Joined: 25 Oct 2003
| Posted: Fri Mar 03, 2006 12:00 pm Post subject: Hagia Sophia - to restore as a church before addmited to EU?
If you believe in the just case that Hagia Sophia should be restored to its proper religious role as a church, for which it was built in the first place, then we ask you to support our petition to the EU Parliament that Turkey should not be admitted as a member of the European Community until it restores Hagia Sophia to its original purpose as a church and not a museum.
We need a minimum of 1.000.000 signatures in order to force the European Union to consider this proposal seriously and debate it immediately as one of the conditions to allow Turkey to be admitted as a new member of the EU.
As you know, Turkey is doing everything it can today to convince the European Union that it is a worthy country to join it. If you agree with us that Turkey should not be admitted to the EU before restoring justice to Hagia Sophia, please click on "Your Signature" and send us your message.
We would be grateful if you could also tell your friends about this site and its purpose.
Angeliki Papagika and partners
Hagia Sophia is not a public building that changed ownership with the conquest of a war. Hagia Sophia is a place of god, Christendom’s grandest place of worship for over 900 years, and arguably the most perfect and beautiful church that has been erected by any Christian people. The splendour of its overall effect, its “paradise-like” beauty and architectural brilliance were often comprehensible only in terms of repeated divine intervention.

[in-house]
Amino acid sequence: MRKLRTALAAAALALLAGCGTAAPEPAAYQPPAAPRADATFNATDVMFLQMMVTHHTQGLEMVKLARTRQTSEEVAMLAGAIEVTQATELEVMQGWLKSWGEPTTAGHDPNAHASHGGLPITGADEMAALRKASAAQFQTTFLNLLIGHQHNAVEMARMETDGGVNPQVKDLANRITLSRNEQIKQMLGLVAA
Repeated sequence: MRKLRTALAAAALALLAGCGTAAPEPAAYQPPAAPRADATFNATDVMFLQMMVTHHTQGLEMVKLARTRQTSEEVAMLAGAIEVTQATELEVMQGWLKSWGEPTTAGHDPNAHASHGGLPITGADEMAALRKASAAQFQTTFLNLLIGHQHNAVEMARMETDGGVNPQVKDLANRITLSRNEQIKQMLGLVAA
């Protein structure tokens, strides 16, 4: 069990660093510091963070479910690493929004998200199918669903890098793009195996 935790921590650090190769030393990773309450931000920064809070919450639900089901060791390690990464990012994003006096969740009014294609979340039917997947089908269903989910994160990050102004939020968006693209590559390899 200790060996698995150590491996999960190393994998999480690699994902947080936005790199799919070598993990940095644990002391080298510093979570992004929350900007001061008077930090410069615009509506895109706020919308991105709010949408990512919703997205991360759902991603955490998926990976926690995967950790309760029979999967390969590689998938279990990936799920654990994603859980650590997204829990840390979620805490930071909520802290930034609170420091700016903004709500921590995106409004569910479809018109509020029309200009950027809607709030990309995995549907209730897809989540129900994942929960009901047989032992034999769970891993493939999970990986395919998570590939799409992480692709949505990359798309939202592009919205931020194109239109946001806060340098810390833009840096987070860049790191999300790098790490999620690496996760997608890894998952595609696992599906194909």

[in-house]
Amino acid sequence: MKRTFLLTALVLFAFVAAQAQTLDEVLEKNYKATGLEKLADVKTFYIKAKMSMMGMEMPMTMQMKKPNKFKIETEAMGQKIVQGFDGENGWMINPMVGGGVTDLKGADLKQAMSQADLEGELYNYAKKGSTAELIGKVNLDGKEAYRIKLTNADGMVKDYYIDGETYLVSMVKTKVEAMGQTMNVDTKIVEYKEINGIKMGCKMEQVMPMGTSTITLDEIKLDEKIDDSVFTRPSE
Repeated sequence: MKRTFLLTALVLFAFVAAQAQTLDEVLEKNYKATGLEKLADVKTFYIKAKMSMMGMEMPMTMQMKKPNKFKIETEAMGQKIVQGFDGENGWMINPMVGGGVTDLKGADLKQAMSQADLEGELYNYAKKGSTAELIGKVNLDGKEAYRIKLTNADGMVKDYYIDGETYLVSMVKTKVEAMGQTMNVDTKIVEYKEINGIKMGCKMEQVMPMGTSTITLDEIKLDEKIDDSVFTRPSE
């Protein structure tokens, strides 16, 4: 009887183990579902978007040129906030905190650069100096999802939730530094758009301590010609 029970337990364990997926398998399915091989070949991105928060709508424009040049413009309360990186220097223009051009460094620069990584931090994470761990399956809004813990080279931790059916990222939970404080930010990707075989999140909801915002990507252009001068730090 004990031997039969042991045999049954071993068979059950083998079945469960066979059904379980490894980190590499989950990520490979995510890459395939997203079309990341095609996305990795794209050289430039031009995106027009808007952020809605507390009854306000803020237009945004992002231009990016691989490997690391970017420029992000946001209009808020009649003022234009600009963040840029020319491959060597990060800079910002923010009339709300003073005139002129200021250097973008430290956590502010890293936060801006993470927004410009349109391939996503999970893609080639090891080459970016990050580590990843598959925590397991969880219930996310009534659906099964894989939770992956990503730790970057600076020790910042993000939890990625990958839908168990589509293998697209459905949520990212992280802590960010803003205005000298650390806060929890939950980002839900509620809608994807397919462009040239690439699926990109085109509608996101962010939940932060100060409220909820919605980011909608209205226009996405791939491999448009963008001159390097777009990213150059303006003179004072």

The magnificence, spirituality and prestige of the Great Church led to its being appropriated as an imperial and religious symbol by the Ottoman sultans. The church of Christ was possessed and converted into a mosque, until it was decreed a museum. During this long time, it has been subjected to more than its fair share of abuse and denigration.
Hagia Sophia, an essential element of Christianity, a second Jerusalem, the most revolutionary and daring church conceived in Christendom, has been turned into a museum considerably impaired by the loss of all its Christian furnishings and much of its original setting and atmosphere. At present it is part of an increasingly elaborate area of monuments, museums, and rug and souvenir shops. The Great Church, transformed into a monument/museum without life…The conquest of war does not and cannot change its spiritual nature into a civil-cultural-secular institution. For as long as the injustice done to the soul of Hagia Sophia is ignored and forgotten Christianity cannot be whole. Hagia Sophia’s reason for existing is vitally important to restoring religious integrity.
It is a disgrace and disrespect to a religion and god when holy places are unwillingly turned purely into tourist attractions. How would the Muslims feel if one of their holiest places was turned into a museum for tourists by a conquering power?
With its conversion into a museum in 1934, Hagia Sophia was frozen in some past age, vaguely Byzantine. Directed by the then historicist paradigm that saw the past as unchanging, Hagia Sophia was also understood through the aesthetic of the great museum, that is, aloof and imposing. Both traits were useful to a Turkish government that wanted to break with the Ottoman era that lasted until after World War I. The church of Heavenly Wisdom became thus what the official Turkish act of secularisation called a “unique architectural monument of art” and hence was valued more for its age, art and historical value than for its practical and religious use.